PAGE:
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As artists, we often put everything we have into our work. But here is, perhaps, a cautionary tale. . .

After going several hours out of my way to collect a commission brief, I was enthused to get back home, spend some time gathering reference materials and get stuck in.

Commissions like this were few and far between, so I tried not to worry about a contract that wasn’t forthcoming or a budget that “had yet to be determined.” It was work. Great!

The request was to produce twenty-four 12×12 inch sketches, and thereafter full colour artwork based on those sketches. I also needed to create separate artwork for 3 pop-up pages (and figure out how to engineer the shapes to pop up!)

My traditional, coloured pencil, hand-rendered style was chosen for the “lovely details” it had, and they wanted it in every piece of this project.

The deadline? 4 weeks.

Sketches were relatively easy, but at that time I wasn’t experienced in scanning and sending work digitally. There was an unnerving wait for approval (had they gotten through, even?) then the inevitable adjustments, re-scanning, and further waiting for final approval.

Some two weeks later the tension was mounting, but I was finally cleared to start the colour work. The hours at my board gradually increased, as is normal with many occupations, but before long it was looking more and more necessary to do nothing but this commission if I was to meet the deadline.

Soon, in fact, I reached 20 hours each day at the drawing board, and with just a few days left before the deadline my daily routine was 22 hours.

All manner of normal everyday obligations were put aside. It was interesting to see how much I was able to manage without sleep, how better my hair was without being washed and how polite I managed to remain in the lengthy post office queue each time I was required to post out the originals.

I do remember, though, literally falling asleep whilst typing what turned out to be gibberish emails. I appealed to the agent for a few extra days, but was reminded other artists were managing OK (two of them created simple vector style images) and that I needed to come through for him because the printer “liked my work the most.”

It was during one of those mornings, around 1am, when exhaustion was forcing me to wrap up for the night, that I noticed one of my legs was looking larger than the other.

I didn’t want to call the doctor, as I knew it would hold up my deadline, but since a relative had recently passed away from Deep Venous Thrombosis (essentially a serious blood clot, of which this was one symptom) I didn’t fancy taking a nap either.

So I called, and was asked if I’d been on a flight recently. No, I explained, but I had been at my drawing board for 20 hours a day almost three weeks running.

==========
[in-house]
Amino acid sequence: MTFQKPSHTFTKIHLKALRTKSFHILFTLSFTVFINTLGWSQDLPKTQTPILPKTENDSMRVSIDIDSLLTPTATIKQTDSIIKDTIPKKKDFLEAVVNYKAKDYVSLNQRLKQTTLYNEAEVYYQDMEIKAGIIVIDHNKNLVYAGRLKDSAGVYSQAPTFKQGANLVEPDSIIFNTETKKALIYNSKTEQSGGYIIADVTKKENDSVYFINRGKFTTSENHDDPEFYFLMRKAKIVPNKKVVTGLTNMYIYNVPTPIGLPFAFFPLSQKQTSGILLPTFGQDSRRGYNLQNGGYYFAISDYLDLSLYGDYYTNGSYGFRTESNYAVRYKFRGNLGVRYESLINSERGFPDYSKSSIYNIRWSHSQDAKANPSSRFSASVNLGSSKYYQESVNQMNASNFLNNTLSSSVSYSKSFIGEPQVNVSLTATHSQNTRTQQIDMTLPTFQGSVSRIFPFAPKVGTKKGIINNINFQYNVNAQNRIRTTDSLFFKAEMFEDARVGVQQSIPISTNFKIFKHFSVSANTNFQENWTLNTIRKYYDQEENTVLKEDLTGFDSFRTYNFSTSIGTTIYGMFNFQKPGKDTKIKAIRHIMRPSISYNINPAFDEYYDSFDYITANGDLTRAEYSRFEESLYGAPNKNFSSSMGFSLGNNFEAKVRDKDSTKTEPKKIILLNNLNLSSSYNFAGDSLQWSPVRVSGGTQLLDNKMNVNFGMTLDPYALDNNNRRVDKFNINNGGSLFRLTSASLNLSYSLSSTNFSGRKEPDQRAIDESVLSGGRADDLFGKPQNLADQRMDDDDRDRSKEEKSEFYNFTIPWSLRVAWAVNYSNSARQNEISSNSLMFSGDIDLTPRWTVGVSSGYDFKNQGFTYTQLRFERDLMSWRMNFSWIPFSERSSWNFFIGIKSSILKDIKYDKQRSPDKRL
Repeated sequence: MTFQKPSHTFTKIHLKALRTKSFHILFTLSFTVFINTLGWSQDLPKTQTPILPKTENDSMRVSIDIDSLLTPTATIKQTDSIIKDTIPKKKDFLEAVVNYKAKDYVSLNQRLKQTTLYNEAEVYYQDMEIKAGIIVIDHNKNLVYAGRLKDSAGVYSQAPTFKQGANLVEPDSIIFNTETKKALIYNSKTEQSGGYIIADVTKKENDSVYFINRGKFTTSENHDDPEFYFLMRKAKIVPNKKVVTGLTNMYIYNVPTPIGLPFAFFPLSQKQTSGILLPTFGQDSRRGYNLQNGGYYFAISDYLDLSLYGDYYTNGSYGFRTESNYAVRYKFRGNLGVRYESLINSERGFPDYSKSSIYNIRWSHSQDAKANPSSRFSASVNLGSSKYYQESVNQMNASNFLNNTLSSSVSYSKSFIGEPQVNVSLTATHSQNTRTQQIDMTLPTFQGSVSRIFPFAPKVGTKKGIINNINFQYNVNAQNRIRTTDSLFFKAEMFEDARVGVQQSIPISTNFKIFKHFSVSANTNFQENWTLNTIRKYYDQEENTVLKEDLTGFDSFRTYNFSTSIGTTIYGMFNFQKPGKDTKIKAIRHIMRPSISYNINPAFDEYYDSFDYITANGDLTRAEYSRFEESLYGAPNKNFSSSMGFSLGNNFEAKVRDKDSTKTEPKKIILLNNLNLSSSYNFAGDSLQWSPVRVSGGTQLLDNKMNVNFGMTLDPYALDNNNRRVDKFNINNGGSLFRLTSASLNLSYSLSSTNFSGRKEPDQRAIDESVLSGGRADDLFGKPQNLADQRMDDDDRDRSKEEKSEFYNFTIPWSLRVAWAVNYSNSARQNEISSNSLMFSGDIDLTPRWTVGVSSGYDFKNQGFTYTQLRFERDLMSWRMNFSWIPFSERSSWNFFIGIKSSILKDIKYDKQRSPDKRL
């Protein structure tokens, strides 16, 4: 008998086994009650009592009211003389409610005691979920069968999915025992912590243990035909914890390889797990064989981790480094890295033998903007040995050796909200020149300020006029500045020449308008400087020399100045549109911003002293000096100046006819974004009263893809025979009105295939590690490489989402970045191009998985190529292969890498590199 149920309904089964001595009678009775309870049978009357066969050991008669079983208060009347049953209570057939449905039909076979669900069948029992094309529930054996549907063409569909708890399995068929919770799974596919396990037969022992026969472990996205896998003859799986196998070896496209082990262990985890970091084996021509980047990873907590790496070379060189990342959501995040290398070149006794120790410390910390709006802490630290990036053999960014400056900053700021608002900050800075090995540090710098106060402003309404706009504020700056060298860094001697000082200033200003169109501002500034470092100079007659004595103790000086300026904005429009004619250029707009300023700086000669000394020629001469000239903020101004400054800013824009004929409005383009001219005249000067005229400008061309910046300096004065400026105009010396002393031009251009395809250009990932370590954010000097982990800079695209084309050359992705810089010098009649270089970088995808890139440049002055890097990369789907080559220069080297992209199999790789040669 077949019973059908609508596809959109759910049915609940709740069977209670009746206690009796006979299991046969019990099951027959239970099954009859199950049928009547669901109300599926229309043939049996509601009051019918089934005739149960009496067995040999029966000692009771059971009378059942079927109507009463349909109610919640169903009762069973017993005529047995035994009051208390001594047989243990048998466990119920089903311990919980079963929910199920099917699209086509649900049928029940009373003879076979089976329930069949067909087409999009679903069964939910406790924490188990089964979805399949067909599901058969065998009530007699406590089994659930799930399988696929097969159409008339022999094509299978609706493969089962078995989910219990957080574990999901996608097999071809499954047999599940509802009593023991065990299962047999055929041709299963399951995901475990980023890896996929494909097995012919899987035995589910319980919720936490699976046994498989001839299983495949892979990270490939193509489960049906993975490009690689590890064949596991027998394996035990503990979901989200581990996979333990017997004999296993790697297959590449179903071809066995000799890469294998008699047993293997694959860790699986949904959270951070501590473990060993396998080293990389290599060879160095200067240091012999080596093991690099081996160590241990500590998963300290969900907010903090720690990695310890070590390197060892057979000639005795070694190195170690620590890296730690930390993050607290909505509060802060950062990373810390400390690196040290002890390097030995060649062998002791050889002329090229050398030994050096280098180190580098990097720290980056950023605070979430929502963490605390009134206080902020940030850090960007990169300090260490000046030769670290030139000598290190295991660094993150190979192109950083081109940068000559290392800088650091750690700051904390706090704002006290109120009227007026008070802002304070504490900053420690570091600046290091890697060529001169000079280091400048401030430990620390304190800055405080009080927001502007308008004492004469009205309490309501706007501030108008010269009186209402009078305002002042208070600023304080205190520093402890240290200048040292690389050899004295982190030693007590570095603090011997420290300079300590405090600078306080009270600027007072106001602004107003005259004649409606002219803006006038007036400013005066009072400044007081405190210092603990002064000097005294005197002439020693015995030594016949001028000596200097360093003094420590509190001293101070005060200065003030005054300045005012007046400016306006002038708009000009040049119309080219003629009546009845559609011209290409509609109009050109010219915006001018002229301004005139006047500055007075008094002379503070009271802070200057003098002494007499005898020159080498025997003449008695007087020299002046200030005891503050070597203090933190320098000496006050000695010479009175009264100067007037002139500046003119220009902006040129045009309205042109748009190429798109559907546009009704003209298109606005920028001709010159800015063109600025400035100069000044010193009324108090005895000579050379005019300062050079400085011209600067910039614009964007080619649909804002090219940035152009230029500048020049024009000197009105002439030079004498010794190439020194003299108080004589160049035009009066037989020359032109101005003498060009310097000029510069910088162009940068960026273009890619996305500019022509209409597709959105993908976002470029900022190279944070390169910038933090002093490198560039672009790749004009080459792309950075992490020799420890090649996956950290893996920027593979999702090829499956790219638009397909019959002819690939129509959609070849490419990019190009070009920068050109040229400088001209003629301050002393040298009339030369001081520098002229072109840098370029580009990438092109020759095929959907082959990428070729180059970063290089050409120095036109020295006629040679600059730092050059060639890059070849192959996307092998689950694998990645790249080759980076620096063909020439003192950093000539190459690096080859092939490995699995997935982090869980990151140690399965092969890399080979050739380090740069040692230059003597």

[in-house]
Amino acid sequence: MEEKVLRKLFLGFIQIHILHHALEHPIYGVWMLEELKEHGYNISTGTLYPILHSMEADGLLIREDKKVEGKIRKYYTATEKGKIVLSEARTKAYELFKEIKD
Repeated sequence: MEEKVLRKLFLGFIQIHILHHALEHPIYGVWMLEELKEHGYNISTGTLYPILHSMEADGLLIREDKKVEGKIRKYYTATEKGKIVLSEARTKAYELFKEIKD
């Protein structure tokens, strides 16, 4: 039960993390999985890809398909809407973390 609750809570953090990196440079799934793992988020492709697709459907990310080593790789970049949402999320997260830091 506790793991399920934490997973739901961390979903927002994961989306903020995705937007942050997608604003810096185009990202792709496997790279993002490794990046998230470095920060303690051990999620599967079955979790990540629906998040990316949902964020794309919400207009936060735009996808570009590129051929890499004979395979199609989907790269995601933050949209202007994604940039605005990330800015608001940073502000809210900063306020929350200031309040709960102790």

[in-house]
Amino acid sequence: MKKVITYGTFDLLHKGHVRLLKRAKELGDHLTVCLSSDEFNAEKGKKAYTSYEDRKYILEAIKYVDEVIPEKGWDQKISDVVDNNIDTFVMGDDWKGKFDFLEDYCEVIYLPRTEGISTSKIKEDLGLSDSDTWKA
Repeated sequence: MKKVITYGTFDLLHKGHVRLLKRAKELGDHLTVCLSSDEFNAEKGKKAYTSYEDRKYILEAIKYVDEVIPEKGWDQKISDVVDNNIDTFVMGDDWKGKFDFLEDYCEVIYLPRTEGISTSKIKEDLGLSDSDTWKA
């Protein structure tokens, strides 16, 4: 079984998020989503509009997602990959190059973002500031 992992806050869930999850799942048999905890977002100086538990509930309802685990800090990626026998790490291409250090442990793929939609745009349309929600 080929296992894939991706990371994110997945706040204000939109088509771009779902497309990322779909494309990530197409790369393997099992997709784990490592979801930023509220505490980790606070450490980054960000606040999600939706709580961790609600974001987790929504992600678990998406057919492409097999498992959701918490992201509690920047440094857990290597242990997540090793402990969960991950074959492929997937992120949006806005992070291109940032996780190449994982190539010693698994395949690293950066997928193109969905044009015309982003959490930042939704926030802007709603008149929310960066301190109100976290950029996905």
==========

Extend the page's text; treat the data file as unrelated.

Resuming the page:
I was told to get to hospital straight away, yet before I went, I texted my agent to let him know about the (hopefully slight) delay. I even called the client in the US, because I was so afraid of letting them all down and wanted to make sure it would be all right.

Two days later after a lot of forced rest and some anti-DVT shots I managed to plead my way out of being kept in hospital for a week (still thinking of the deadline, of course) and was advised to stay in bed for a week with my leg up.

At this stage I appealed to my agent once more for a little more time, and after finally believing I wasn’t simply stalling, I was given an extra week to finish. (Which I did. And I won’t go into all the trouble I had trying to get paid. . .)

My point is, we all know that no job is worth dying for, and certainly not one that isn’t viewed as a high risk, but even 7 years later if I was given the chance to do a job like that again I’d still have a strangely overwhelming urge to accept it.


Because for some reason it’s standard belief (even among artists!) that we should be thankful for any paid work we can get. . . even when it’s low pay and long hours.

If I need a serviceman urgently in the middle of the night, or round the clock for 4 weeks, I know there’s going a be a minimum cost (a high cost, probably) and it’s accepted. By everyone.

Yet traditionally, artists haven’t been afforded the same belief. We’re expected to work for next to nothing.

After my life-threatening experience, I’ve come to think that even if it’s not in our nature, we must begin to demand the respect we deserve. There is such a thing as going to far for art. . . and I’ve been there. Don’t let it happen to you as well.

*Note: this post may contain affiliate links*

I just received an email from a friend who is planning her own art exhibit without the involvement of a gallery or curator. This can be a good option, but there is always a lot to organise.

I've done it a few times before, so I gave her the following checklist. Perhaps it will help you as well:


Choose an image for the invitations which is a good. . . read more

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